Some Purdue University students could graduate with more than a degree, but also a business idea built on new inventions using Indiana soybeans. A product that makes seeds stickier to tolerate erosion and a nutritional boost for popular bubble tea drinks—both developed from Indiana soybeans—were the top winners at a recent competition that challenges students to sprout big ideas from a humble bean.
The value of Indiana soybeans in 2017 was $3 billion—second only to corn—and the state ranks 4th nationally for production. The Indiana Soybean Alliance (ISA) sponsors the competition each year to harvest new ideas that will drive consumption of the crop. A previous Purdue student winner, for example, developed soy candles, which set the standard for the now wildly popular product. It was ISA’s first major commercialized product, and the organization now holds six patents on soy wax in candles.
This year, Team SoyTack won the competition and $20,000 in prize money for a soy-based tackifier for hydroseeding. Hydroseeding is a common planting process that involves a slurry of water, seed, mulch and a tackifier, which is the component that helps it all stick. The mixture is sprayed on large areas to grow grass or turf, and the method is often used on construction sites to control erosion as new grass grows.
The team says conventional tackifiers are plant-based or polymers, two of which have additives that prevent them from being used where water runoff may enter the water supply. SoyTack uses a natural, readily available soy protein to create the tackifier component in the hydroseeding mixture.
“We treated [the soy protein], so it turned into an adhesive, and added lime to help it bind and solidify like a glue, so it could be sprayed with the typical hydroseeding process,” says Christopher Stichter, a Purdue agricultural systems management student.
Team member and Purdue multidisciplinary engineering student Terry Babb says SoyTack has two critical advantages: it causes the hydroseeding mixture to cure, or dry, in a fraction of the time typically required, and it provides a higher level of erosion control. Stichter says SoyTack causes the slurry to dry in six to eight hours, and “the next best thing on the market dries in 15 hours.”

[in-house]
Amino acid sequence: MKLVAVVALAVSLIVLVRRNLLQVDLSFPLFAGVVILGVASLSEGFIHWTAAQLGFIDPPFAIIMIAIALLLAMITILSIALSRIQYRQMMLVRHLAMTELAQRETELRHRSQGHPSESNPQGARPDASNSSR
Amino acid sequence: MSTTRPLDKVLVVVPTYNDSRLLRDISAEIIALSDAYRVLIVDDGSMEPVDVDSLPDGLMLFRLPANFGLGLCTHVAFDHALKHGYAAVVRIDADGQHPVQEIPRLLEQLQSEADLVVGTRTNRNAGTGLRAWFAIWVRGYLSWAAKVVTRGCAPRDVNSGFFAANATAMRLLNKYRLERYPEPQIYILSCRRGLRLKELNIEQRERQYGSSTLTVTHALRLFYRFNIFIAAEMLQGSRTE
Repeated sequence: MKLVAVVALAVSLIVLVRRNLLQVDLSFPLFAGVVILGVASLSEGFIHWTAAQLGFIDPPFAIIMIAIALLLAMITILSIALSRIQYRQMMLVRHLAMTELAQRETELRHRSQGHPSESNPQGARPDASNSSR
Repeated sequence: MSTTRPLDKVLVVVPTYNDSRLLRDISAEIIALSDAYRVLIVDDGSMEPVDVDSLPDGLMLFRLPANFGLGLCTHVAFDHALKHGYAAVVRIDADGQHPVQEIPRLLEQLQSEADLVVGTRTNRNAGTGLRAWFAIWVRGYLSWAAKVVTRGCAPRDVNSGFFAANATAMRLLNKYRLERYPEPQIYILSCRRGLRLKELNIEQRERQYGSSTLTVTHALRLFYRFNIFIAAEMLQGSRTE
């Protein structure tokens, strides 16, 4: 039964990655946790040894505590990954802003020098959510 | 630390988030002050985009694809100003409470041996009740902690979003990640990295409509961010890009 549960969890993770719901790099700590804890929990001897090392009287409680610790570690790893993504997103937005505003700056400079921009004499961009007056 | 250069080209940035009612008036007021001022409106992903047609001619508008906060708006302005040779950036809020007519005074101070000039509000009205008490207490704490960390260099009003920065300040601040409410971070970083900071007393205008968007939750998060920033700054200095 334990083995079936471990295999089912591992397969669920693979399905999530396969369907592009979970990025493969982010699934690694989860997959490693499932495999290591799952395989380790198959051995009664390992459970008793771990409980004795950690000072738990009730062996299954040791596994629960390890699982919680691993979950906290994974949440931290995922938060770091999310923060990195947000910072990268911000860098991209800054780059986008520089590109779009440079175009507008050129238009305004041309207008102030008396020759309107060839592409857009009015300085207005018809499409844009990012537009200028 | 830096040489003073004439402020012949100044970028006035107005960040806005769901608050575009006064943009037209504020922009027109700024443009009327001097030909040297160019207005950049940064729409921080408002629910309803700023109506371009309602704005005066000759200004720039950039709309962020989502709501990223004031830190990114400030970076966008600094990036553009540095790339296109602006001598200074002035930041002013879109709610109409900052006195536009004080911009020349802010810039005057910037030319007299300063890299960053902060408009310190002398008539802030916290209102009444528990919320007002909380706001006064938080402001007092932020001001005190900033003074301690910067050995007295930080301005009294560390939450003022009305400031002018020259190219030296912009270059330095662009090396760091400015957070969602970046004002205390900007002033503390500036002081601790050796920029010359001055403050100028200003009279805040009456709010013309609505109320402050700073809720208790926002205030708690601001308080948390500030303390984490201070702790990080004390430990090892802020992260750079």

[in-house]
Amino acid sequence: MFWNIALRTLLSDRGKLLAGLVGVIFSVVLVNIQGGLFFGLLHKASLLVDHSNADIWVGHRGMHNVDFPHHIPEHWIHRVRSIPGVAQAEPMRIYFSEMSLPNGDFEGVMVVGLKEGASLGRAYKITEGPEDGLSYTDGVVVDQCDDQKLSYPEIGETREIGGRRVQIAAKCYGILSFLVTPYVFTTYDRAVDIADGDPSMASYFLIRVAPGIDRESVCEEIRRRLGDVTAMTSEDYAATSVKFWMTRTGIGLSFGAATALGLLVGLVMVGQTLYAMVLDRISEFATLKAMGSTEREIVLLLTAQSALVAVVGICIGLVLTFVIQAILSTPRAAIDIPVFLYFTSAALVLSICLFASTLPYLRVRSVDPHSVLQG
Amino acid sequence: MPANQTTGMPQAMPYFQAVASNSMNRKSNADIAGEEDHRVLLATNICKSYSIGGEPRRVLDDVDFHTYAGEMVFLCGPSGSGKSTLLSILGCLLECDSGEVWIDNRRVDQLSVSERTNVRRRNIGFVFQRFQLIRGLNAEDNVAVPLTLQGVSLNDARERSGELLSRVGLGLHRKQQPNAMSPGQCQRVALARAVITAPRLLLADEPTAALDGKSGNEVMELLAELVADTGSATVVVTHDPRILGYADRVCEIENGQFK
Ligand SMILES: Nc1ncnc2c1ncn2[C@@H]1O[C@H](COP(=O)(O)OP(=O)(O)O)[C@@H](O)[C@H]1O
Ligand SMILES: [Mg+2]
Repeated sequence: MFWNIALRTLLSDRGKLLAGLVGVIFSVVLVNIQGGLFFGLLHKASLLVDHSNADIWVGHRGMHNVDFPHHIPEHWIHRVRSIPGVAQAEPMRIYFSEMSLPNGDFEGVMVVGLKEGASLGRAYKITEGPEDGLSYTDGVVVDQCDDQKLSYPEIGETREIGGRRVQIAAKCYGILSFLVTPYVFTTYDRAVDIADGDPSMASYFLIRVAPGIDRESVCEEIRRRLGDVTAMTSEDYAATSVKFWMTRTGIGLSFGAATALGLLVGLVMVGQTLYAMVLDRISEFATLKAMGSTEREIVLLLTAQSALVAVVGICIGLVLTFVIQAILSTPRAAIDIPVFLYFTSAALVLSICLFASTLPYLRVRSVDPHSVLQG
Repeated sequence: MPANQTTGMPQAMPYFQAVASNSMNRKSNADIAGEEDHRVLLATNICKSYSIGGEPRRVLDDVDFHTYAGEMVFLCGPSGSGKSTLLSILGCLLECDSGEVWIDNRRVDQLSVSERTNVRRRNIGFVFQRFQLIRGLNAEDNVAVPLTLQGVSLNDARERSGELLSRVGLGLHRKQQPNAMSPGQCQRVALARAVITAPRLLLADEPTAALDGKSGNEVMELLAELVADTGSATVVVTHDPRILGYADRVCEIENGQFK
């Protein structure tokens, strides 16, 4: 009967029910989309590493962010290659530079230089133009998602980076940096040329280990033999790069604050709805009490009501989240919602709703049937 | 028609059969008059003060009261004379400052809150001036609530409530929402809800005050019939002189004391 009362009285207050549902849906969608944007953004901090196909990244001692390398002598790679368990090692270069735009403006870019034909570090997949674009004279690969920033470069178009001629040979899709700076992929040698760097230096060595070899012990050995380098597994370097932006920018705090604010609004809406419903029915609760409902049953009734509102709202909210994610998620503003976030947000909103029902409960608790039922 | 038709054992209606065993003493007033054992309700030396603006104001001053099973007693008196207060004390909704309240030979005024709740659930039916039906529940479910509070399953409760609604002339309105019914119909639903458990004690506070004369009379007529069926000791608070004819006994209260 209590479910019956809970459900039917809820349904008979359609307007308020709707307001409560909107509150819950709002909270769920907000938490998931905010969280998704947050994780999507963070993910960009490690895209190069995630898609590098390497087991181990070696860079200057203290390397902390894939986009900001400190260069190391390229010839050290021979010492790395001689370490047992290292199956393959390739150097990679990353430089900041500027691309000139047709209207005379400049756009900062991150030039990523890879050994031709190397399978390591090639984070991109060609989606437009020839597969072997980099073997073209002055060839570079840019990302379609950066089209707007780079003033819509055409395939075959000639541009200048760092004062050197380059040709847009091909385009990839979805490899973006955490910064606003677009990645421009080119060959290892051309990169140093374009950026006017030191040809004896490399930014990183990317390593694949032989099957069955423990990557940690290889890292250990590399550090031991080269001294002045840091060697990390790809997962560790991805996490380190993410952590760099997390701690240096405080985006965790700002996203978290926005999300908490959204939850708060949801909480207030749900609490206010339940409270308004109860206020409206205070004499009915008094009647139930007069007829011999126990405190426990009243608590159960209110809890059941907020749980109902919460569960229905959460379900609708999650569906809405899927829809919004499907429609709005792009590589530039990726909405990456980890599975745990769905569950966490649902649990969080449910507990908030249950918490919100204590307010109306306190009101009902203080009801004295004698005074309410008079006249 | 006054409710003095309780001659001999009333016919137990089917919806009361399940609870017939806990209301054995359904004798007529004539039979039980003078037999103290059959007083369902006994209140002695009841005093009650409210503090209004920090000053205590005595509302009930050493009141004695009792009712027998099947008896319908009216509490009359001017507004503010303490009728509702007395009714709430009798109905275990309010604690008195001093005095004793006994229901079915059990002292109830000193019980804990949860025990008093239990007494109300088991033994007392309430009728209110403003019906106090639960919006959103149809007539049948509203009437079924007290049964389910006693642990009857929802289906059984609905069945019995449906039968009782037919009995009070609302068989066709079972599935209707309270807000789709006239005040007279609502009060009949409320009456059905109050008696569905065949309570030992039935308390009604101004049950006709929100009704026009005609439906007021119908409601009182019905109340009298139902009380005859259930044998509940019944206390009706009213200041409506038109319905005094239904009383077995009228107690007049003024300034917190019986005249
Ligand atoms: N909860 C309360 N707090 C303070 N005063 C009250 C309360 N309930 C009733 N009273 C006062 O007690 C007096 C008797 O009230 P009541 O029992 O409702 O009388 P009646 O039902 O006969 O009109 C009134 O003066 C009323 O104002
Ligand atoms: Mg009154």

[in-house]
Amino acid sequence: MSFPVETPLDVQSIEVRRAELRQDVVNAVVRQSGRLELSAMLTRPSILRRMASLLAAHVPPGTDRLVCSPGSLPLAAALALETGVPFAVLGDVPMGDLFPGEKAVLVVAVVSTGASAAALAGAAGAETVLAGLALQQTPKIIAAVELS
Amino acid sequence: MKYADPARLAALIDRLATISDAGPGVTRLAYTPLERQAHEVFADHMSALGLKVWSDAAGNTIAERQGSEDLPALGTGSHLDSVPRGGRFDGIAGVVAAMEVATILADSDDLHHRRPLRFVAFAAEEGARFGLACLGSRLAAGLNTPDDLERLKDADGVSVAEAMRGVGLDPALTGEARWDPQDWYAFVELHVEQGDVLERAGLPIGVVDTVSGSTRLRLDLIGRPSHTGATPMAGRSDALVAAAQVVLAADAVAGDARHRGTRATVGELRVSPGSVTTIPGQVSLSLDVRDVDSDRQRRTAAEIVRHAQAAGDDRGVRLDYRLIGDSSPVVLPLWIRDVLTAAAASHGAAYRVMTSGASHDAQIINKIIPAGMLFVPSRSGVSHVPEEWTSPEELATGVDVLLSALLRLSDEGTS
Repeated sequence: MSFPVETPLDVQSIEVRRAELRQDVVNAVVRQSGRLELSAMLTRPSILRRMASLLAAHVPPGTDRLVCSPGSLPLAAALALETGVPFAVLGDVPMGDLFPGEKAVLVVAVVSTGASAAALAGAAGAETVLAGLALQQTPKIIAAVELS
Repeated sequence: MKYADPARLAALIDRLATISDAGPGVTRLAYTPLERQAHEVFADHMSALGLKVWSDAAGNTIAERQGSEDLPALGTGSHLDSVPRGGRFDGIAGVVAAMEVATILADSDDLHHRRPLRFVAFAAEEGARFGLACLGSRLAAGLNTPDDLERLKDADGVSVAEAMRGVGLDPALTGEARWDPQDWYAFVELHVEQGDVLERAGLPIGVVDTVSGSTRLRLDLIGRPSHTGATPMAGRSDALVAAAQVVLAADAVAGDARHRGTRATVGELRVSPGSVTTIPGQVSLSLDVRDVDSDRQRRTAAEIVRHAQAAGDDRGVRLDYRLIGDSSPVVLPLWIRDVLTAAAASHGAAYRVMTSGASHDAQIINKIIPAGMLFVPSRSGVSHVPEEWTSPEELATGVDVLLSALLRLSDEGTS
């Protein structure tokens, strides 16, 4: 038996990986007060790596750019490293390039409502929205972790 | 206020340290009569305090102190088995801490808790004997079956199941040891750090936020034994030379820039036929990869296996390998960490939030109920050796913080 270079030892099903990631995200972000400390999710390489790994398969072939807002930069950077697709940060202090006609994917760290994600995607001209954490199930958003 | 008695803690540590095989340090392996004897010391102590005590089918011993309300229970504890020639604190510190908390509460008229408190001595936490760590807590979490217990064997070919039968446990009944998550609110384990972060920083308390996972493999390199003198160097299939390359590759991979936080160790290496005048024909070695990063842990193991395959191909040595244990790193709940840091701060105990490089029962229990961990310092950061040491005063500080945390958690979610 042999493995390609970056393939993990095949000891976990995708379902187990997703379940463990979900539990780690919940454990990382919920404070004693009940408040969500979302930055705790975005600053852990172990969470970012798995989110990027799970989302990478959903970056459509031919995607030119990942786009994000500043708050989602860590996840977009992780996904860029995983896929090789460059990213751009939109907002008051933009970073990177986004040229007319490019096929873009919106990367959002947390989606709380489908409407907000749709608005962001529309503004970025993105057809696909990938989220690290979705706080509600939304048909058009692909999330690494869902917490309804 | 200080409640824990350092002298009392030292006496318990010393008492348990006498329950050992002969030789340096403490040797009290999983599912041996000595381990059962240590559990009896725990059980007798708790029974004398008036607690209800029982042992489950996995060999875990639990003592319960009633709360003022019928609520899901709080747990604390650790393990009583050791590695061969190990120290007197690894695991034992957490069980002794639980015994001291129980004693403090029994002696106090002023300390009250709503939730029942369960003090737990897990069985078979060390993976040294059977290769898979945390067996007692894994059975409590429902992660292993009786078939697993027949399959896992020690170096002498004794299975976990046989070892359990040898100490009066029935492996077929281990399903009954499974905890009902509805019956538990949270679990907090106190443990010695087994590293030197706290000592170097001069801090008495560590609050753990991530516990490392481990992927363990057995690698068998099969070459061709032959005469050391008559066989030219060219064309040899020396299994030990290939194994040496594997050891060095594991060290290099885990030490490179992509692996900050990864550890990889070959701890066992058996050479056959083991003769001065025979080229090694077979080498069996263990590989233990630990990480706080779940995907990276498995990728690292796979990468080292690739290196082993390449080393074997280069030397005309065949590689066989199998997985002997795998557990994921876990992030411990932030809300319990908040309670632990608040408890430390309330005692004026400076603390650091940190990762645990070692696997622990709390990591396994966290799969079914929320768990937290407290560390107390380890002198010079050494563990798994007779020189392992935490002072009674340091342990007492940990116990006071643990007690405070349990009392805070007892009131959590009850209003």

“There’s a significant economic benefit based on cure time. A landscape company could go out and spray in the morning—even if it’s supposed to rain that night—and it will be dry by the time it rains,” says Stichter. “With other products, because they take so long to dry, you’d need two days of rain-free weather for it to be sprayed and work effectively. The economic benefit of not having that wasted day is very significant.”
Team SoyTack says hydroseeding is often used after the completion of road construction projects to grow grass in areas eroded by equipment. However, rainwater can wash away large portions of soil, so grass is unable to grow.
“[SoyTack] will slow the water down, so the water can work its way down through the soil profile, instead of running over the surface [and washing the soil away],” says Stichter. “SoyTack binds the soil particles together a little bit; instead of having tiny little soil particles that are light, they’ll be a little bit heavier and won’t wash away nearly as easily.”
The team says SoyTack is about the same price as tackifiers currently on the market, but believes the shorter dry-time and improved erosion control give it a competitive and cost-saving edge. SoyTack performed well in greenhouse testing, and the team plans to partner with Kosciusko County this summer for field testing.
The competition awarded the second place $10,000 prize to I am Boba; the team is developing soy-based pearls for bubble tea, a drink gaining popularity that has small pearls made from tapioca. The team replaced the conventional starch-based pearls with ones made from soy flour, which has fiber and protein, to provide a nutritional boost.
ISA will evaluate the market potential of the winning innovations. ISA and Purdue have created programs that encourage student inventors to remain involved as their ideas progress toward commercialization—taking advantage of two Hoosier commodities: soybeans and innovative Purdue students.
Babb says the biggest challenge during development was perfecting the adhesive.
Stichter says SoyTack could improve grass-growing after road construction projects.